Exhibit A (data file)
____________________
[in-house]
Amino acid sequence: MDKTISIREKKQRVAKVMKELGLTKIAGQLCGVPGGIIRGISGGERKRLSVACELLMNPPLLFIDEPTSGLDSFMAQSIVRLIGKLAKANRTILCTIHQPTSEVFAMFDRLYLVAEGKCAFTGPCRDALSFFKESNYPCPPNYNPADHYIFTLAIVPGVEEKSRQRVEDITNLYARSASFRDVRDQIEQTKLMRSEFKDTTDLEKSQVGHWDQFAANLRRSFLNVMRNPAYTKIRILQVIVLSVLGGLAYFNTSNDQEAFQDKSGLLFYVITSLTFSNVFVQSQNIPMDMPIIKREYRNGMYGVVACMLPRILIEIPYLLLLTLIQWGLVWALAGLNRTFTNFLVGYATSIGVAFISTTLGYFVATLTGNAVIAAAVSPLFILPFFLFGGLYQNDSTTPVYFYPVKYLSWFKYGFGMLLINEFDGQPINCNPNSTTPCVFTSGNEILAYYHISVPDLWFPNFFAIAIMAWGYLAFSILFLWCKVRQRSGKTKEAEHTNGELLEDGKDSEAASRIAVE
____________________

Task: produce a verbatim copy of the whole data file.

[in-house]
Amino acid sequence: MDKTISIREKKQRVAKVMKELGLTKIAGQLCGVPGGIIRGISGGERKRLSVACELLMNPPLLFIDEPTSGLDSFMAQSIVRLIGKLAKANRTILCTIHQPTSEVFAMFDRLYLVAEGKCAFTGPCRDALSFFKESNYPCPPNYNPADHYIFTLAIVPGVEEKSRQRVEDITNLYARSASFRDVRDQIEQTKLMRSEFKDTTDLEKSQVGHWDQFAANLRRSFLNVMRNPAYTKIRILQVIVLSVLGGLAYFNTSNDQEAFQDKSGLLFYVITSLTFSNVFVQSQNIPMDMPIIKREYRNGMYGVVACMLPRILIEIPYLLLLTLIQWGLVWALAGLNRTFTNFLVGYATSIGVAFISTTLGYFVATLTGNAVIAAAVSPLFILPFFLFGGLYQNDSTTPVYFYPVKYLSWFKYGFGMLLINEFDGQPINCNPNSTTPCVFTSGNEILAYYHISVPDLWFPNFFAIAIMAWGYLAFSILFLWCKVRQRSGKTKEAEHTNGELLEDGKDSEAASRIAVE